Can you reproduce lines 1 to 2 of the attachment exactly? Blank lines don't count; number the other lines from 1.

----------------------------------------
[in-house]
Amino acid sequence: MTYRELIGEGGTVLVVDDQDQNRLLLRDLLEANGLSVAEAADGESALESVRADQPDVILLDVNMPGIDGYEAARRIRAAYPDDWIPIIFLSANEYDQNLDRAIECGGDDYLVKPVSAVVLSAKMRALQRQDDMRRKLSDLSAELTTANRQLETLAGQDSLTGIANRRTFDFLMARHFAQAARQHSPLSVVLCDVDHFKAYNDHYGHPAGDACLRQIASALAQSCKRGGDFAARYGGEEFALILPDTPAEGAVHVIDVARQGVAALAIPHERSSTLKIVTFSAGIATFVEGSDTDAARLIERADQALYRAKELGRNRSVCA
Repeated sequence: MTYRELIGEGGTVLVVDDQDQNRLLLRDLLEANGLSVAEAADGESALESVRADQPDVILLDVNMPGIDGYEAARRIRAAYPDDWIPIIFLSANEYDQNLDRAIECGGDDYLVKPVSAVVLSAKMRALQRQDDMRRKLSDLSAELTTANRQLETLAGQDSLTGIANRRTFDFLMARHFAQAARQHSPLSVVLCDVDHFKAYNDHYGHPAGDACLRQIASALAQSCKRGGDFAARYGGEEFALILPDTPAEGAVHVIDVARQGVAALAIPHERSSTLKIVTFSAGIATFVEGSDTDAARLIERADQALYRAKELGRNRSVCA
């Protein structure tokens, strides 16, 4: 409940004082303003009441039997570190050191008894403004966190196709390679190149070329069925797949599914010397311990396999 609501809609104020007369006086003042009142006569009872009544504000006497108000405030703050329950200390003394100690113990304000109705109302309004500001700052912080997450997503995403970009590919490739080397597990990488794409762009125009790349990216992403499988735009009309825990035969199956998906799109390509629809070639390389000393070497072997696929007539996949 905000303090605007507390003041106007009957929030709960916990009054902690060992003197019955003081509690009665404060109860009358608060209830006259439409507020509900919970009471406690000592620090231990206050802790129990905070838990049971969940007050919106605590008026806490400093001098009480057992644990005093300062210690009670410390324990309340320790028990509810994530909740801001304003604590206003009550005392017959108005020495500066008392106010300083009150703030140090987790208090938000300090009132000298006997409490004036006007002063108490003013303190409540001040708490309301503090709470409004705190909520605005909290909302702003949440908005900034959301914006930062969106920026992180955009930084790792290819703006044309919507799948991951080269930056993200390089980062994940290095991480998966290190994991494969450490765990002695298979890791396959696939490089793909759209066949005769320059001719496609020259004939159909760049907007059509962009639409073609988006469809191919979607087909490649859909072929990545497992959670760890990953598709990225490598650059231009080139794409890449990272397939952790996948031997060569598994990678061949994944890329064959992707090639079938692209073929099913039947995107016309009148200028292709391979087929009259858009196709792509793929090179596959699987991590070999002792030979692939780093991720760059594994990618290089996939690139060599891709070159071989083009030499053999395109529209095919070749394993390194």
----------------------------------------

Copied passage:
[in-house]
Amino acid sequence: MTYRELIGEGGTVLVVDDQDQNRLLLRDLLEANGLSVAEAADGESALESVRADQPDVILLDVNMPGIDGYEAARRIRAAYPDDWIPIIFLSANEYDQNLDRAIECGGDDYLVKPVSAVVLSAKMRALQRQDDMRRKLSDLSAELTTANRQLETLAGQDSLTGIANRRTFDFLMARHFAQAARQHSPLSVVLCDVDHFKAYNDHYGHPAGDACLRQIASALAQSCKRGGDFAARYGGEEFALILPDTPAEGAVHVIDVARQGVAALAIPHERSSTLKIVTFSAGIATFVEGSDTDAARLIERADQALYRAKELGRNRSVCA